Flour Power - 3 healthy alternatives to wheat flour
It is that wonderful time of year when the delicious smell of cookies starts wafting through the house as people prepare for Christmas. What a great opportunity to experiment with some different flours to pump up the nutritional quality of those bit-sized (or monster-sized) gifts for the taste buds.
This is not saying that wheat flour is not nutritious; whole wheat flour in particular is a source of protein, fibre, iron, magnesium, and b-vitamins. However there are many people who avoid wheat flour and the replacement staples for baking such as white rice flour, tapioca starch, corn starch and potato starch are much lower in these key nutrients.
I had the privilege of attending a celiac disease, gluten sensitivity, and gluten-free diet workshop by Shelley Case, RD (and gluten-free nutrition expert!) and received some great information on wheat flour alternatives to explore.
3 wheat flour alternatives
1. Oat flour
The idea of oats as a health food is not novel to many, with heart-healthy boasts on many oat product packaging. Oat flour is high in fibre, which has heart-health benefits. However it is also a source of protein, iron, magnesium, and b-vitamins. You can find certified gluten-free oats which are tolerated by most people with celiac disease. It also adds a great taste to many baked products such as muffins and cookies. 2. Pulse flour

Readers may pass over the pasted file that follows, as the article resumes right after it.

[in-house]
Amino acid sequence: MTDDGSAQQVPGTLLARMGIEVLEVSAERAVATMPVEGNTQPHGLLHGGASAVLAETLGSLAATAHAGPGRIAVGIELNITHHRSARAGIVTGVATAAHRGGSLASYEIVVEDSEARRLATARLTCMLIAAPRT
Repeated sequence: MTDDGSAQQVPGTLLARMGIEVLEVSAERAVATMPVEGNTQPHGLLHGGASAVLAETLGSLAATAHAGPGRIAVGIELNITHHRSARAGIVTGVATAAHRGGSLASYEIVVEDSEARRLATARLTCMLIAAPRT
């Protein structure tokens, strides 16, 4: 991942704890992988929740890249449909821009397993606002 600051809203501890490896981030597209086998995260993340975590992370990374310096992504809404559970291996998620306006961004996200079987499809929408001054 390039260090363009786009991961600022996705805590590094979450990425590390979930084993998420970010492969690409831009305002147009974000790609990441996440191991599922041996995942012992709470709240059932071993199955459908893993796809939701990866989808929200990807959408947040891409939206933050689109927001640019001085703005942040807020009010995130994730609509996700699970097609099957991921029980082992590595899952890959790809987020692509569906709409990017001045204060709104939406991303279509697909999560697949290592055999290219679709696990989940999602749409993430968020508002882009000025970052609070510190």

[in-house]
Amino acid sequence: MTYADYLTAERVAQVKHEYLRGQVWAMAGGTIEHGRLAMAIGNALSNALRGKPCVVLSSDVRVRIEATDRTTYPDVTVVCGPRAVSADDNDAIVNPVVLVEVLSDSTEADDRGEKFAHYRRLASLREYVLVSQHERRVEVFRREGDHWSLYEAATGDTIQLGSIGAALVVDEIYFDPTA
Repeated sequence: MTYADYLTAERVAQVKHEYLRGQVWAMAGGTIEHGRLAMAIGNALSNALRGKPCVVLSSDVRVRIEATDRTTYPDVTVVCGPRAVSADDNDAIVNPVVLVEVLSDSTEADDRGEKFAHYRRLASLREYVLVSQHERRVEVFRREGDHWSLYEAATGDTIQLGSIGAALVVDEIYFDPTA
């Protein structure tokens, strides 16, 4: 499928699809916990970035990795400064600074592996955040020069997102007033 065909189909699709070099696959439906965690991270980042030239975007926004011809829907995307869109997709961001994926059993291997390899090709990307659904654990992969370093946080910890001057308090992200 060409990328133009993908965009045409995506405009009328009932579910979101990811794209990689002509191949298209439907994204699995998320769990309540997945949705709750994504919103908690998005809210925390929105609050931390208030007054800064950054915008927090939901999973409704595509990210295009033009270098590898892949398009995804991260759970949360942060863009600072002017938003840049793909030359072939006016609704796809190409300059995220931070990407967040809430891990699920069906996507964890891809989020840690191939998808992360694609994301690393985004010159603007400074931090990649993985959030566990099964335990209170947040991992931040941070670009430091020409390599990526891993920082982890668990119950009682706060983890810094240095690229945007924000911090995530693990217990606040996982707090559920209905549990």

The thought of using chickpea or yellow pea flour might be a bit daunting, however it is an economical alternative to wheat flour and has more protein, fibre, and iron than both wheat and oat flour. Pulse flour is also a source of calcium, zinc, and b-vitamins. There are some great recipes from pulse Canada at Pulse Canada if you need some ideas on getting started! 3. Almond flour
The most expensive of the mentioned wheat flour substitutes, but it offers a delicious and unique flavour (especially chocolate almond torte in my opinion!). Almond flour is the highest in calcium and magnesium, and is also a good source of protein, fibre, zinc, and b-vitamins. It is the lowest of these flours in carbohydrates which can be beneficial if you are focusing on blood sugar management, though this depends on what else is in the recipe! Variety is the spice of life, and that is true when it comes to our food choices as well! I understand the weariness you may feel about trying a new recipe when you are sharing the food with others, but consider it a chance to spread of the passion of healthy, adventurous, delicious cooking (and maybe trial a small batch first ;) ).